Simon Callow discuses his third Orson Welles book at the Festival

Simon Callow is on his third book about Orson Welles, with one still to come

English actor, musician, writer, and theatre director Simon Callow attends a photocall at Edinburgh International Book Festival Picture: Getty
English actor, musician, writer, and theatre director Simon Callow attends a photocall at Edinburgh International Book Festival Picture: Getty

Hubris. It gets most of them in the end, all those alpha types – men and women – who have started to believe their own press releases. That at least was the message from the big tent in Charlotte Square yesterday.

Take, as Simon Callow did, the case of Orson Welles, whom he’s been writing about (three volumes down, one to go) for the last 27 years. Speaking entirely without notes, he fleshed out his extravagantly talented subject’s life.

At first, all doors opened to Welles, thanks to the endless encouragement of his family and an astonishingly progressive school which just happened to have its own radiophonic workshop and a state-of-the-art theatre. His own talents for self-promotion did the rest: the way in which he charmed Irish actor/impresario Michail MacLiammoir into thinking that he was the teenage toast of Broadway, or Thornton Wilder and John Houseman into truly becoming one. Luck played a part too – as in the succès de scandale of his 1939 War Of The Worlds radio broadcast which fooled a large slice of Middle America into thinking that the Martians had actually landed in New Jersey. So there he was, on the cover of Time magazine with the world at his feet, the best contract anyone has ever been offered in Hollywood, and about to make Citizen Kane.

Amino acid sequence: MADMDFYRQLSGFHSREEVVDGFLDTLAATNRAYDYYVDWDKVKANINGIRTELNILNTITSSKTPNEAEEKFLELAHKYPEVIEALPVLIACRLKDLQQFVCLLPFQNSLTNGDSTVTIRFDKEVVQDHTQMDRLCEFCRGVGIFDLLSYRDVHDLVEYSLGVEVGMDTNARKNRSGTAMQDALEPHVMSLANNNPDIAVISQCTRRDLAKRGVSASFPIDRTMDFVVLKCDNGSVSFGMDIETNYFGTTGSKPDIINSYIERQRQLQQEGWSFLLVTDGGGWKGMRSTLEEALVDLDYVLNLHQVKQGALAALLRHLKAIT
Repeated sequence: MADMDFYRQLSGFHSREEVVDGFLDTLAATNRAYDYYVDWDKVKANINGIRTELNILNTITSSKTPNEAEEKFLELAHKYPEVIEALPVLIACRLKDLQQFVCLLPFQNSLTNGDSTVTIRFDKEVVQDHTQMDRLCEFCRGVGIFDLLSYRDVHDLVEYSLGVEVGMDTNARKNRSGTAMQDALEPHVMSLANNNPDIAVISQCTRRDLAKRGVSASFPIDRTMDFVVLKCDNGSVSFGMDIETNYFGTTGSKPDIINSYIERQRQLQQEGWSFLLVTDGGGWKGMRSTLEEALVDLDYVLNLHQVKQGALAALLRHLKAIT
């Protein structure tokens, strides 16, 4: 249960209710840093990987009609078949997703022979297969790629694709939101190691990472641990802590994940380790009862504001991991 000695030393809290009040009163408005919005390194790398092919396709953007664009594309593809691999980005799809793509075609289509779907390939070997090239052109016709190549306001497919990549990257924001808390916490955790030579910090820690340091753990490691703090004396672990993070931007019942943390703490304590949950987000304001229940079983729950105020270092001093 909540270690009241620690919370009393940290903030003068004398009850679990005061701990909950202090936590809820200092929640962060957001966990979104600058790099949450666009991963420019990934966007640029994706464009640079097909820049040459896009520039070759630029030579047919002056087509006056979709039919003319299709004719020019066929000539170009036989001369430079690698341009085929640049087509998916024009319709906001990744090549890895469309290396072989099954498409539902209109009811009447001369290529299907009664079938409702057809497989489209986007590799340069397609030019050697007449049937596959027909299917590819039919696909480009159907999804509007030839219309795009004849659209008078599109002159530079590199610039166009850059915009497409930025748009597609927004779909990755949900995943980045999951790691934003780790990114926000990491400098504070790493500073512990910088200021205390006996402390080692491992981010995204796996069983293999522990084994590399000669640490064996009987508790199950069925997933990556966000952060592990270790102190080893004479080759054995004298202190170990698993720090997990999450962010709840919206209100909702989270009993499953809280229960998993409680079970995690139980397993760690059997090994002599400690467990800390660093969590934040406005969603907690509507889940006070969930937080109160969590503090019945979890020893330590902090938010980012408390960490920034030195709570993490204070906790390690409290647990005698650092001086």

But now the bigger forces come into play. On the last day of shooting The Magnificent Ambersons, the Japanese bomb Pearl Harbour. Welles is sent on what is basically a propaganda film in Brazil. He loses himself in the project, wants to turn it into an epic, ignores all requests to trim budgets and return home. So he’s away when the studio imposes a final, ruinous edit on The Magnicent Ambersons. And in any case the film’s story, slighting new, industrial enterprise, goes against the nation’s wartime spirit.

Of course, there’s more to Welles – or art, come to that – than whether he or it overlapped the driving forces of the age. But this was precisely the topic Canadian historian Margaret MacMillan addressed in an equally eloquent (and equally noteless) talk.

If you think individuals don’t matter, she said, just try taking them out of the picture. If anyone else other than David Cameron had been in power, would the Brexit referendum have happened? Someone like Harold Macmillan, for example, would surely have found a way round it.


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The bigger forces – the economy, war, environmental and social change – can never be ignored, so there probably always would have been a strong right-wing government in Germany after humiliating defeat in the First World War even if Hitler had died in the Flanders mud. But only such a hubris-infected demagogue could have brought about such a thorough eclipse of civilisation, so convinced he was right that, even when all was lost in 1945 he ordered Albert Speer (who for once disobeyed) to blow up all the Rhine dams.

Asked which individuals could play a similarly destructive role today, she singled out Russia’s president Putin and China’s Xi Jinping (especially if he breaks precedent and extends his term of office). Yet this was such a wise, humane and wide-ranging talk that, instead of being worried, her audience left the main tent curiously reassured.